Instead, I think there is equally strong evidence (if not stronger) that the increased incidence of obesity is due to an increase in dieting (one indicator — $11 billion was spent on dieting in the early 1980s and over $60 billion is spent today). In fact, there is a strong argument that the global obesity epidemic is due to the broader issue of an increase in food insecurity (for which dieting is just one example).

    To read a paper on this topic, you can download a PDF at this URL:

    Allen Oelschlaeger
    Author of Finally, the Straight Scoop About Weight, Nutrition, and Fitness (learn more at

  7. “may be that when you reduce the carbohydrate in your diet, your brain starts working better.”

    I gotta dollar that says that all mental effects of low-carb diets are the result of increased serotonin getting into the brain. I have (ahem) self-experimented on this extensively because I was experiencing circadian dizzyness (falling-down dizzy if I got up at 4am to go to the bathroom) and mental fogginess that seemed to correlate with sugar intake. After the doctor ruled out the good stuff (tumor, diabetes, etc.) I realized that a) when you get circadian symptoms, you look at circadian hormones and b) dizziness and mental fogginess are well-known symptoms for people using drugs that try to tinker with serotonin levels in the brain. They are often circadian symptoms, but for some reason doctors are real likely to ignore the fact that symptoms occur only at a certain time of day.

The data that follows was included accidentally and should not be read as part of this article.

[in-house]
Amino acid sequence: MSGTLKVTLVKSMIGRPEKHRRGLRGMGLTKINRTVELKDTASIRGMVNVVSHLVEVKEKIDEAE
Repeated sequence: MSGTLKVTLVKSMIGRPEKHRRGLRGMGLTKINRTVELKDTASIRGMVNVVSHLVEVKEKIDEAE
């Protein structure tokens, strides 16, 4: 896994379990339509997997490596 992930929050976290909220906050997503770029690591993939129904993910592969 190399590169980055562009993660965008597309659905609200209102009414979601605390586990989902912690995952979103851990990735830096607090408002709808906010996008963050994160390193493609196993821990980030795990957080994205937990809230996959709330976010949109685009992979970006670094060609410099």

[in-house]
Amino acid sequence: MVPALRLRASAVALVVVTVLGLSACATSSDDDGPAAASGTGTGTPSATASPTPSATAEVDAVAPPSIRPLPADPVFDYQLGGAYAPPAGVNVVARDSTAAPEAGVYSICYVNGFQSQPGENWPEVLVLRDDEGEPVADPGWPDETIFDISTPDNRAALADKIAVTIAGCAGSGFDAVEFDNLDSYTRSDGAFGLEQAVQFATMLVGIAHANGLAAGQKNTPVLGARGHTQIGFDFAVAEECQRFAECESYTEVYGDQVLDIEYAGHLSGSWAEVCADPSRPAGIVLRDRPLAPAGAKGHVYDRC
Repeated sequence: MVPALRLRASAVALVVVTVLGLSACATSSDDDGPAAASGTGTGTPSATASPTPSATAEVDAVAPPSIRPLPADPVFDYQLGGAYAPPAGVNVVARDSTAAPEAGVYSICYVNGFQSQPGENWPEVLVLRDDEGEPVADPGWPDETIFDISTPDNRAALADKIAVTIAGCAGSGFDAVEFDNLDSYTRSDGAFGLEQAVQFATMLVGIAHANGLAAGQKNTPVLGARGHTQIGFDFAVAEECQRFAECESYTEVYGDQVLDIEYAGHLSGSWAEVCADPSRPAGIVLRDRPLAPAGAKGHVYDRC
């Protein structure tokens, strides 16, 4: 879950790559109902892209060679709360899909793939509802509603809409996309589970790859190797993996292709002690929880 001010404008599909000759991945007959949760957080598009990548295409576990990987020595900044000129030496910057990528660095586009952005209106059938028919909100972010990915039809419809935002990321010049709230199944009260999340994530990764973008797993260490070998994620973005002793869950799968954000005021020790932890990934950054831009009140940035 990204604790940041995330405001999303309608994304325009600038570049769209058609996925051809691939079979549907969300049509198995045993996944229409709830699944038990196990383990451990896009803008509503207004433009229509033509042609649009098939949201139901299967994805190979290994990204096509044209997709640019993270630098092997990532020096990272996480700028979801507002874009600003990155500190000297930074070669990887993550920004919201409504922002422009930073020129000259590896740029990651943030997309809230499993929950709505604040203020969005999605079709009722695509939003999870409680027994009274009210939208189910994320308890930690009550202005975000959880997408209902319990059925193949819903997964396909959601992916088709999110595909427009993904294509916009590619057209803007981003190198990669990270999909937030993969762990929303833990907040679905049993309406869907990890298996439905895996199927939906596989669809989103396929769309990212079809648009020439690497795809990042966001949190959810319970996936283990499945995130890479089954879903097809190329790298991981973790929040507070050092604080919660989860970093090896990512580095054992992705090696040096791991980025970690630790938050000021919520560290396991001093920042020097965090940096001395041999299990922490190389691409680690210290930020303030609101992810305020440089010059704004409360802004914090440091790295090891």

A good scan of the literature helped me form the hypothesis: eat too much sugar, get sugar malabsorption, excess sugar binds with tryptophan, increased carbs in blood competes with tryptophan at brain-blood barrier, and you get seriously lowered ability to make serotonin in the brain. If you have any interest, ya gotta read this grotesque experiment they did on athletes where they put a catheter in the jugular so they can directly measure how much tryptophan is getting sucked in to the brain when athletes do endurance exercise with or without drinking carbs. I swear, you can do experiments on athletes that prisoners would never sign up for.

    The experiment to test the hypothesis on myself was easy: pop a tryptophan pill and do extended aerobic exercise on an empty stomach at peak serum tryptophan time (say, 6-8pm). The result was stunning. Boom — the mental fogginess I had had for unknown months or years disappeared. It was like the feeling you get when you get new prescription glasses and you suddenly realize that you had been unable to see clearly for who-knows-how-long. I can reproduce the symptoms at will and make them disappear at will.

    When you cut those carbs drastically or eliminate them, yer gonna get more tryptophan in the brain, so more serotonin can be produced from it. More serotonin in the brain may also help decrease cravings and increase satiety.

    I believe it’s impossible really understand the Atkins diet without understanding how carbs can compete with tryptophan, and without understanding the Harvard work on using protein to help raise brain serotonin levels. The Atkins diet tinkers with brain serotonin, but since it does so unconsciously, it doesn’t always produce the desired result (and certainly isn’t the only way to elevate brain serotonin).

  8. So Ron,

    Very interesting, where can I find this information? I’ve been reducing my carb intake but it still seems like I fluctuate between good days and foggy days. I’d love to have a better understanding of what to do to reduce the brain fog.